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Home :: Archive :: 2003 :: January ::
Re: Shakespeare and Marlowe
The Shakespeare Conference: SHK 14.029  Monday, 6 January 2003

[1]     From:   Richard Burt <
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        Date:   Friday, 03 Jan 2003 10:21:25 -0500
        Subj:   Re: SHK 14.017 Re: Shakespeare and Marlowe

[2]     From:   Joseph Sullivan <
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        Date:   Friday, 03 Jan 2003 11:08:52 -0500
        Subj:   The Marlovian Red Herring

[3]     From:   Claude Caspar <
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        Date:   Friday, 3 Jan 2003 12:35:03 -0500
        Subj:   Re: SHK 14.017 Re: Shakespeare and Marlowe

[4]     From:   John Zuill <
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        Date:   Friday, 03 Jan 2003 17:55:17 -0300
        Subj:   Re: SHK 14.017 Re: Shakespeare and Marlowe

[5]     From:   Mike Rubbo <
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        Date:   Saturday, 4 Jan 2003 21:29:12 +1100
        Subj:   Much ado

[6]     From:   Bill Arnold <
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        Date:   Saturday, 4 Jan 2003 07:06:13 -0800 (PST)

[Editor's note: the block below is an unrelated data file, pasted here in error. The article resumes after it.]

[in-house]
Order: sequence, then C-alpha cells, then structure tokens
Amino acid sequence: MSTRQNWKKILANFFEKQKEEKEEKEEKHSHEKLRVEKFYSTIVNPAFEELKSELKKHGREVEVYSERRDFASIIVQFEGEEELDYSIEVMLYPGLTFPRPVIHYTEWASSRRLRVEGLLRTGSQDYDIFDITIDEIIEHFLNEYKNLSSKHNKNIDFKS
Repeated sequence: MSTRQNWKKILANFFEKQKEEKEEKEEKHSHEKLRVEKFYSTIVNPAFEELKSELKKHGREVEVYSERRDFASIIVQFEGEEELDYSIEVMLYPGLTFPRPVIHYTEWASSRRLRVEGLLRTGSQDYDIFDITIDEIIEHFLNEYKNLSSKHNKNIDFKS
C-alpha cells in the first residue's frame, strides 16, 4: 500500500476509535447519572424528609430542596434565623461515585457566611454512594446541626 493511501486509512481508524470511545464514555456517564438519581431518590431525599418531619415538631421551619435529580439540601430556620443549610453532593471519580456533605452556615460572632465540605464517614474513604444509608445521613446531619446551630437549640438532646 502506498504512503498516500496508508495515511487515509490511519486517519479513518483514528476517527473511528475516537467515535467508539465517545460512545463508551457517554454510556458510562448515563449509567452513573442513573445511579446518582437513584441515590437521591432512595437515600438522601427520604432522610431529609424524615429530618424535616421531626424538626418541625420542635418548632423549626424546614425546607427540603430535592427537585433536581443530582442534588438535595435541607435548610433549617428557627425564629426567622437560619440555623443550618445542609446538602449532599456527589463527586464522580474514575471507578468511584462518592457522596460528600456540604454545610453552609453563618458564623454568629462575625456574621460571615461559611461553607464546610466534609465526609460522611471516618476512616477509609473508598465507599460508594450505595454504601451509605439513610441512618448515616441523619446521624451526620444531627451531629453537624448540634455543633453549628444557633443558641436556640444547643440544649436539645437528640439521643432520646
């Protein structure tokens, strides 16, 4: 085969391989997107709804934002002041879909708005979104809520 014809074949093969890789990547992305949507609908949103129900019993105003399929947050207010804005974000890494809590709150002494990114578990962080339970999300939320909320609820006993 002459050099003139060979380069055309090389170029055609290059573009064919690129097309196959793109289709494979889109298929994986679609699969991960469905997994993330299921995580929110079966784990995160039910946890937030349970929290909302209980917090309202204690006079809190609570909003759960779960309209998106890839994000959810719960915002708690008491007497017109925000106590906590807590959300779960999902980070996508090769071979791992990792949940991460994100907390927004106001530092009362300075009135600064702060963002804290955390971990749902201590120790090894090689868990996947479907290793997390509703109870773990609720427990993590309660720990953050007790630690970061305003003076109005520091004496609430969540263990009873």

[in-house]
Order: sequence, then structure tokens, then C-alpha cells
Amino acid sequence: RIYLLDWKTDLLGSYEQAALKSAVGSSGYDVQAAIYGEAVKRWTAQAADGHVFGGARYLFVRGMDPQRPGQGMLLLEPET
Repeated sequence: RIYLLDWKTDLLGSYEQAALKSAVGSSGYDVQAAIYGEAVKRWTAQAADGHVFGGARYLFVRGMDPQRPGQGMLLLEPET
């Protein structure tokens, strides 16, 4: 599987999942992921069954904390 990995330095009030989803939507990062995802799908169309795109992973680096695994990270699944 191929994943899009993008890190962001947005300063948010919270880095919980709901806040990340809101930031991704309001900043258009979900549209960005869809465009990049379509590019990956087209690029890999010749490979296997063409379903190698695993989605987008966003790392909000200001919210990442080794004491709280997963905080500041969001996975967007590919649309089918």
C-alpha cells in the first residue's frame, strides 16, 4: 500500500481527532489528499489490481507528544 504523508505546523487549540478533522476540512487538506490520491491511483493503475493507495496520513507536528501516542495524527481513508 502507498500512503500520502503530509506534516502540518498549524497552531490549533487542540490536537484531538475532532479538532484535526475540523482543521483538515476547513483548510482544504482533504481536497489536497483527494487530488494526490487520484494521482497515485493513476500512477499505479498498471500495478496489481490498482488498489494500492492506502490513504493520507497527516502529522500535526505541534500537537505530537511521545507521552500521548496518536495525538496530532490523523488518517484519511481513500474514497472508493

Subj:   Re: SHK 14.006 Re: Shakespeare and Marlowe


[1]-----------------------------------------------------------------
From:           Richard Burt <
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Date:           Friday, 03 Jan 2003 10:21:25 -0500
Subject: 14.017 Re: Shakespeare and Marlowe
Comment:        Re: SHK 14.017 Re: Shakespeare and Marlowe

I watched it last night, and though it was largely ignorant, stupid,
boring, I did think it was generally competently done. Poor old Stanley
Wells and Jonathan Bate.  Their patience was clearly tried, yet they
remained quite gracious and even witty.

The most interesting thing, to me, was the use of clips from Shakespeare
in Love and Shekar Kepur's Elizabeth.  The director talked as if these
films were themselves documentaries.

The director also tuned out to be a disintegrationist.  Shakespeare and
Marlowe became collaborators, in his view, after Marlowe supposedly
faked his own death and lived in Italy.